• glucocorticoid receptors that modulate/regulate cortisol secretion (feedback regulation).
  • NO, an intracellular signalling molecule that mediates stress response and modulates stress-induced activation of hormonal, nervous and immune systems.
  • FoxO, a Forkhead protein that controls the synthesis of proteins involved in stress resistance, cell survival and longevity.
Panel (b) shows that under stress (e.g., infection, cold, heat, radiation, physical load, emotional stress) an external stress signal activates a cascade of “signalling” proteins/enzymes including JNK, a stress-activated enzyme that plays important roles in the regulation of a diverse array of cellular functions such as neuronal development, activation of the immune system and programmed cell death (apoptosis). The functions of JNK are as follows:
  • To increase the formation of aggressive radicals and nitric oxide, which in turn suppresses the generation of energy providing molecules (ATP). As a result of lack of energy, many proteins cannot work, several factions are suppressed, and the first symptoms of fatigue and exhaustion are observed. ATP is also required for the normal functioning of heat shock proteins (e.g., Hsp70), which are produced as a defence response to stress and assist in the repair of misfolded and damaged proteins.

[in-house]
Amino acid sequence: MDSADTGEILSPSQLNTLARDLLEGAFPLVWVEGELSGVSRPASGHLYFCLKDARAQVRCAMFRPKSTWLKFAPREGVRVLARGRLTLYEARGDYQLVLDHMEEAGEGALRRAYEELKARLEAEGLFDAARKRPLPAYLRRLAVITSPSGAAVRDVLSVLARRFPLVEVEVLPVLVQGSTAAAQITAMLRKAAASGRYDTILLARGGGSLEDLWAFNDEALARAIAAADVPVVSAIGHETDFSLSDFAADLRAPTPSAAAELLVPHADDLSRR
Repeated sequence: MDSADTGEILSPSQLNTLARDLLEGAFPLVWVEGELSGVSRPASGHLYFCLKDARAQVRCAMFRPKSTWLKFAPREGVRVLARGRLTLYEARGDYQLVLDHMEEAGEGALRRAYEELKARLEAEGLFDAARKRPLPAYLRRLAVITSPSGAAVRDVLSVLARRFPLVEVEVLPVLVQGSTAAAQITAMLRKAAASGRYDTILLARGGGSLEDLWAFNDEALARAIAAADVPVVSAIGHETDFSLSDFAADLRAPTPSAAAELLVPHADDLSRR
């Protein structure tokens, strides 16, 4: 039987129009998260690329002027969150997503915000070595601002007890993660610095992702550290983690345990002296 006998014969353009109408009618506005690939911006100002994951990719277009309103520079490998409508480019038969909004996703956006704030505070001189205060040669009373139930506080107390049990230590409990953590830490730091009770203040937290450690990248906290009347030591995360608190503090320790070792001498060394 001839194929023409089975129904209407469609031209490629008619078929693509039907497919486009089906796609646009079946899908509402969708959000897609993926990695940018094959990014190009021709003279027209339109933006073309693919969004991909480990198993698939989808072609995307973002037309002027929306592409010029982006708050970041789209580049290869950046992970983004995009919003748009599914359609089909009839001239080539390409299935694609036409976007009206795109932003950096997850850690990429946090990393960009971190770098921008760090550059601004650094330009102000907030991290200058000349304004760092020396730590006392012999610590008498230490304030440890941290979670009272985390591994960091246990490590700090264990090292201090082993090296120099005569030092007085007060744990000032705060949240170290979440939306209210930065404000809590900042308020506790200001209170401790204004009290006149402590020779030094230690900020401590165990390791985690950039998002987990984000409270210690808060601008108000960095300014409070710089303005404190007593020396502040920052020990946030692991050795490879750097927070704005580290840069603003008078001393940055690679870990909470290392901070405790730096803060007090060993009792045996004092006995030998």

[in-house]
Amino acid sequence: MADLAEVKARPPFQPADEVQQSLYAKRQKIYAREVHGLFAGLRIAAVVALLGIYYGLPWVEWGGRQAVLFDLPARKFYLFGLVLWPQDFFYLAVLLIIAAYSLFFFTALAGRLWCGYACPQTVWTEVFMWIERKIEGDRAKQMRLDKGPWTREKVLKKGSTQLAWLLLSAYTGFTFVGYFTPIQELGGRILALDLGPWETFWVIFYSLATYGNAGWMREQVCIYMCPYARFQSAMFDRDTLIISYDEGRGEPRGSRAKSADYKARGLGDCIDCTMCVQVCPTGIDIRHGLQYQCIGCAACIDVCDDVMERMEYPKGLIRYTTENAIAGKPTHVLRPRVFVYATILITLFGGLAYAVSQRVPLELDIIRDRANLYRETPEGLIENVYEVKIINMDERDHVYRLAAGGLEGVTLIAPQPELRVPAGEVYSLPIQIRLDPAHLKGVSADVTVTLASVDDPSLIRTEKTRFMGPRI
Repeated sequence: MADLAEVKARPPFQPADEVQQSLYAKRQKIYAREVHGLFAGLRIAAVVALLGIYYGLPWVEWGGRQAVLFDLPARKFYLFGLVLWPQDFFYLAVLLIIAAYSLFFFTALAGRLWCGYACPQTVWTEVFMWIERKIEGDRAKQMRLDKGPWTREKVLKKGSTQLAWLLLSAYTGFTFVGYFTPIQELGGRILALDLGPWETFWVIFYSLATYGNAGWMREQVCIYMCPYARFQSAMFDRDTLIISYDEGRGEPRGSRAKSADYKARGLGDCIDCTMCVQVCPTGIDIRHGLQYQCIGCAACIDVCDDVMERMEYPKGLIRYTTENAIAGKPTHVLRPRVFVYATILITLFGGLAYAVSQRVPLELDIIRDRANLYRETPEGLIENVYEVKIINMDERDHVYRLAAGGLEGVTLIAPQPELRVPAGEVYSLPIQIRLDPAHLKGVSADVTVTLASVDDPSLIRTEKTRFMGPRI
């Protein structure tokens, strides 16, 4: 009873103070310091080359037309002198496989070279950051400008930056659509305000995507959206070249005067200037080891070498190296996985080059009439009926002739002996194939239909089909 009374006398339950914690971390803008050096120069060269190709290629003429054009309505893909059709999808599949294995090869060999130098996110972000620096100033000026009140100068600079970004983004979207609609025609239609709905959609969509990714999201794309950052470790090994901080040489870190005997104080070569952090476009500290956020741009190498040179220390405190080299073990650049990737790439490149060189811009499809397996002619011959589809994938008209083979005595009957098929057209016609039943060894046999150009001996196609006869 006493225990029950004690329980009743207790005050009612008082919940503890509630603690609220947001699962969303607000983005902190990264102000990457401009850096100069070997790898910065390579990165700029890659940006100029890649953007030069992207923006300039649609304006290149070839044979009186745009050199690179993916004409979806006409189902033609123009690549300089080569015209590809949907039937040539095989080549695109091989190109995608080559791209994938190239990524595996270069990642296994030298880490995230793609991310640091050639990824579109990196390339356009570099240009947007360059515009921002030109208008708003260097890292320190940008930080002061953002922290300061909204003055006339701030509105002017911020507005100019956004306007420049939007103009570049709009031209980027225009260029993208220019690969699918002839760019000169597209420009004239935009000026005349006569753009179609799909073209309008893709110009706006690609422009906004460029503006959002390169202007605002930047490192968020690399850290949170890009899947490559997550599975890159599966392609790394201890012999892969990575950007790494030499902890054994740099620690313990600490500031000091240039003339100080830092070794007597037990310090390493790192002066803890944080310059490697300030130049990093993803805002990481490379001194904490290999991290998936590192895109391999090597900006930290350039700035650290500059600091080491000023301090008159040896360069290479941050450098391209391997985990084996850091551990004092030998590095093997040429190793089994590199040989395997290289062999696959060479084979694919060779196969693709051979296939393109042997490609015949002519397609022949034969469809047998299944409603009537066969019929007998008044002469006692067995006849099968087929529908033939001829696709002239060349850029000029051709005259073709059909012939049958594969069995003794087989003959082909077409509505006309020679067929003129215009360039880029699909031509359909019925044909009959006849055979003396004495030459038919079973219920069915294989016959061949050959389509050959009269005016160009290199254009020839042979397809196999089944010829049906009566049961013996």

• To suppress glucocorticoid receptors (GR) such that the feedback inhibition of cortisol secretion ceases to function and levels of circulatory cortisol increase. The cortisol inhibits the immune system, and has anti-inflammatory effects on the body. It is also required to protect the organism from over-reaction/over-activation in response to stress. However, chronically high levels of cortisol are associated with depression, chronic fatigue and impaired cognitive function, such as decreased attention and learning ability.
  • To activate translocation of FoxO to the nucleus and initiates the synthesises of proteins that confer stress-resistance and increased longevity.
Panel (c) shows that adaptogens such as ADAPT-232 decrease NO, cortisol and JNK under stress and stimulate/activate the expression of Hsp70 and p-FoxO1. The stimulation of Hsp70 biosynthesis is a key point in the mechanism of action of adaptogens since the heat shock protein: